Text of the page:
The necessity of philosophy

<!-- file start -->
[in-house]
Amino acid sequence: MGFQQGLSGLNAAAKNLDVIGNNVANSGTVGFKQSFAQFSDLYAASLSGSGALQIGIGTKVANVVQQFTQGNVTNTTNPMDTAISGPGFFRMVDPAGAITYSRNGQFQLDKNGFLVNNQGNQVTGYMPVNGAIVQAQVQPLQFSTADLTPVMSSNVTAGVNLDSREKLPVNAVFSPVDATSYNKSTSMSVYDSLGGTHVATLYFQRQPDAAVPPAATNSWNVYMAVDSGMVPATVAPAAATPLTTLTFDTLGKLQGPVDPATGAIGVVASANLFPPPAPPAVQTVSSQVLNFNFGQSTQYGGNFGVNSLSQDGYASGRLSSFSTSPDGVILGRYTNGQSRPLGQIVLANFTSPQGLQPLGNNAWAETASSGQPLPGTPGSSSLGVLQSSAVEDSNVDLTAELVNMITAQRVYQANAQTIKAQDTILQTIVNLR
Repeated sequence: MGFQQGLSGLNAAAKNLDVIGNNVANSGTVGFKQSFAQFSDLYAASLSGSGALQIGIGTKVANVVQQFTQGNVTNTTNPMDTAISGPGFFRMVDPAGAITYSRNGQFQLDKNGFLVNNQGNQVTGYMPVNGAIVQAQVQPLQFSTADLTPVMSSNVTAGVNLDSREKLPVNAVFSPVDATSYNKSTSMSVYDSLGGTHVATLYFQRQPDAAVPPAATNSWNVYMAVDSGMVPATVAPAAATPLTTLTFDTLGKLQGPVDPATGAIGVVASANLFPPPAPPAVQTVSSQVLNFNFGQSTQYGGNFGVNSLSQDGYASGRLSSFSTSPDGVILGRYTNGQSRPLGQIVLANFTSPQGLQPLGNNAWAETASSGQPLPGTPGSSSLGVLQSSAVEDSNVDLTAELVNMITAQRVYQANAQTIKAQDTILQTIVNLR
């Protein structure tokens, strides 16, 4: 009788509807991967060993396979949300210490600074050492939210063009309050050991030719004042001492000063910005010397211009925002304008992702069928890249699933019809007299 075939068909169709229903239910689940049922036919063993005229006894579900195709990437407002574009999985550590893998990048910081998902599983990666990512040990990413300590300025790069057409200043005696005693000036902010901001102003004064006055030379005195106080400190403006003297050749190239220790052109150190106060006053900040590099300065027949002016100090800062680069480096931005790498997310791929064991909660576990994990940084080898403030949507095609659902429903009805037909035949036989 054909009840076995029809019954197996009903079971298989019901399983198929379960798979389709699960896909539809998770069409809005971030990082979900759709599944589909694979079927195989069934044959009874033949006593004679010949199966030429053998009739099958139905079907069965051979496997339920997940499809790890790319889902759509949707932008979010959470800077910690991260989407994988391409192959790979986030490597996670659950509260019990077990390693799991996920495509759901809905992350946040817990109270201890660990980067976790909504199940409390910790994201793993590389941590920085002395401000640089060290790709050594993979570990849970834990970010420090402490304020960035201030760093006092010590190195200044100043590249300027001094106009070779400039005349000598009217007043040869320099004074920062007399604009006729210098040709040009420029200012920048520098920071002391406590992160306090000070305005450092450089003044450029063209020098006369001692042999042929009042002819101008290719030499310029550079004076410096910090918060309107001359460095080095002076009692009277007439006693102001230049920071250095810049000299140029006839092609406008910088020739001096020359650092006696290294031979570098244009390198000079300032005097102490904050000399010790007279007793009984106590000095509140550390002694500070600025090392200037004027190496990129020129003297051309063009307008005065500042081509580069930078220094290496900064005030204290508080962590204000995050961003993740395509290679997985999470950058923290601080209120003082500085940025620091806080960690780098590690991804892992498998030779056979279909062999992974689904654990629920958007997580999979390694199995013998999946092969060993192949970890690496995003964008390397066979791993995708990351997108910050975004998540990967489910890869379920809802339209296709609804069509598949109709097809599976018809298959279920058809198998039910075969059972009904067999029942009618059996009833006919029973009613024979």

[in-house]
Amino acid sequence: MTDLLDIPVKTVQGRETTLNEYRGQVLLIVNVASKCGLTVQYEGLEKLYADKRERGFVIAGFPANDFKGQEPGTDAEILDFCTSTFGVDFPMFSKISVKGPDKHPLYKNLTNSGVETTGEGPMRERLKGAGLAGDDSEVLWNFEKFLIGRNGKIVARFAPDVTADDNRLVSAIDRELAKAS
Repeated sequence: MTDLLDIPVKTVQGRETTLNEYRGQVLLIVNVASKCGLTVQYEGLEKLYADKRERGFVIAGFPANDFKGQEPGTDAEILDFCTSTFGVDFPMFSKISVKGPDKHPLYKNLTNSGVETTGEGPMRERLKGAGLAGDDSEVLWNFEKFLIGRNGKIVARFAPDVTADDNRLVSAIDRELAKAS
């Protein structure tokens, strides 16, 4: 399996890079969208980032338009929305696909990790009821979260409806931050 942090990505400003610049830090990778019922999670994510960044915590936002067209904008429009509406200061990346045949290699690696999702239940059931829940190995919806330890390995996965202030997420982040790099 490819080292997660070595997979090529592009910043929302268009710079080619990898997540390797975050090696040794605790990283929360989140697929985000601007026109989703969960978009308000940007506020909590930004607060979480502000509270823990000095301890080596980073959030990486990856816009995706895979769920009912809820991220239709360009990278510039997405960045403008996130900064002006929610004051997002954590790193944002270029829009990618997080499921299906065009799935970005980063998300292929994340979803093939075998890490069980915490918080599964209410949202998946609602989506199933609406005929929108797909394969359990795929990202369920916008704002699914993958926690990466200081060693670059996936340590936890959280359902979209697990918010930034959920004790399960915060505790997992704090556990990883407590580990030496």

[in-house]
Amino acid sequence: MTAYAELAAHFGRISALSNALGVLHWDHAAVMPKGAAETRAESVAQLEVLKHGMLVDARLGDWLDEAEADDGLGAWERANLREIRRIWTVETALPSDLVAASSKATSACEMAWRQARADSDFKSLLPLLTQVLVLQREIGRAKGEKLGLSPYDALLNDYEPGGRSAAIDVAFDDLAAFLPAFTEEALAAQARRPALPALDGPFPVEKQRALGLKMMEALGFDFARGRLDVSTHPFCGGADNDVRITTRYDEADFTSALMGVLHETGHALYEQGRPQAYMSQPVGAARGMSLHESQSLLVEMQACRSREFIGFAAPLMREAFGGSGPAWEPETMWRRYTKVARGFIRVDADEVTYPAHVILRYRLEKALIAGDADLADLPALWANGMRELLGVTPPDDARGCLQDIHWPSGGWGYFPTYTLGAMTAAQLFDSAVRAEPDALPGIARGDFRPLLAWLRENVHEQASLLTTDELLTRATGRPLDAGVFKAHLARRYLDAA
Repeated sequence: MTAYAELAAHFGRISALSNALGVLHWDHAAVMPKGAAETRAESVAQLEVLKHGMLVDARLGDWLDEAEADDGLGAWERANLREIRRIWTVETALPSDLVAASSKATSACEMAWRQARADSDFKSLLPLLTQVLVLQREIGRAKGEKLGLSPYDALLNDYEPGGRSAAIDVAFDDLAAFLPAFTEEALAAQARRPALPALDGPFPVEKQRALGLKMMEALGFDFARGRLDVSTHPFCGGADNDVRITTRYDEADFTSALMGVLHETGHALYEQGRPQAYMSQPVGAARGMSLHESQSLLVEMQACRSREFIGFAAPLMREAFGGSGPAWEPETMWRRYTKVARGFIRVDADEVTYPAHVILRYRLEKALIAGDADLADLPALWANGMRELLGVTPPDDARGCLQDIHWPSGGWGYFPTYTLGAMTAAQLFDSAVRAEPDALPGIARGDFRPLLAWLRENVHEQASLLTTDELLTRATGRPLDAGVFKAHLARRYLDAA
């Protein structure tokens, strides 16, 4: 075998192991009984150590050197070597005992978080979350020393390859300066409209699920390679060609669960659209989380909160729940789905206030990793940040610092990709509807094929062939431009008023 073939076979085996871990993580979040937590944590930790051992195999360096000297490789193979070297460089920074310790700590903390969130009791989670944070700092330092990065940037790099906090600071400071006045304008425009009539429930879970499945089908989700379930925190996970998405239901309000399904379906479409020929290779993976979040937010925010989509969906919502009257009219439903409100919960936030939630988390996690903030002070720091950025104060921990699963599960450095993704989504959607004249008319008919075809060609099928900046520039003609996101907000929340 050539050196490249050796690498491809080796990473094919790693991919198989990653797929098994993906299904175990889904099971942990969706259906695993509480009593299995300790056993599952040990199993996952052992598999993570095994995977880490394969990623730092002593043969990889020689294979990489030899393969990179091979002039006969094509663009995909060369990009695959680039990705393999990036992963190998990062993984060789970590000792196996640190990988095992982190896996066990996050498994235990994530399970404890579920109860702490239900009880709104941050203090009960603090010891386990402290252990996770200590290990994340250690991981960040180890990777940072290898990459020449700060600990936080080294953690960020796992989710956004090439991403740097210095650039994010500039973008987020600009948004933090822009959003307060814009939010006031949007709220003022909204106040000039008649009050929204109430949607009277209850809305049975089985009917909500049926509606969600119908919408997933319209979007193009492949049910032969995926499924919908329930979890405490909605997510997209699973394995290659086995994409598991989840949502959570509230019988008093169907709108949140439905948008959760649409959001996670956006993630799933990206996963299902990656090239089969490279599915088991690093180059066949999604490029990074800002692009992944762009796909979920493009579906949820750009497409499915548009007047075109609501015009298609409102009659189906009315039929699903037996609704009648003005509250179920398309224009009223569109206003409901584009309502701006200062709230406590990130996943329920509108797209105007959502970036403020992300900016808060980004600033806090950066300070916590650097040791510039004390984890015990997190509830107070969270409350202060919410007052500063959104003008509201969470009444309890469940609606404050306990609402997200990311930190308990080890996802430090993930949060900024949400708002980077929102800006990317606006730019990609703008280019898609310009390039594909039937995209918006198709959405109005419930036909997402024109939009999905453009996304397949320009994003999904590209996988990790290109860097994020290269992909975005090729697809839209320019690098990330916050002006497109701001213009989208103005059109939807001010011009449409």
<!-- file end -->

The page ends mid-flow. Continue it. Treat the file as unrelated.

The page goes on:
Aristotle, it seems, in his (now lost) Protrepticus, or Exhortation to Philosophy, presented the following argument in favour of the necessity of philosophy, much quoted in later times (Fr. 6 Rose): 'If one argues that one should not practise philosophy, one must thereby practise philosophy; and if one argues in favour of philosophy, one must also philosophise; so, in either case, one must philosophise.' This well-turned conceit retains its validity, I think, even to the present day. I choose it to open what is intended as a rather general and informal defence of philosophy, and of the course of my life in recent years. There were those in Plato's day, and in Aristotle's day, who believed strongly that philosophy was rubbish, and that philosophers were generally up to no good, and such opinions are still held today - not least, I suspect, among politicians and university adminstrators! So defence, and explanation, continues to be necessary.


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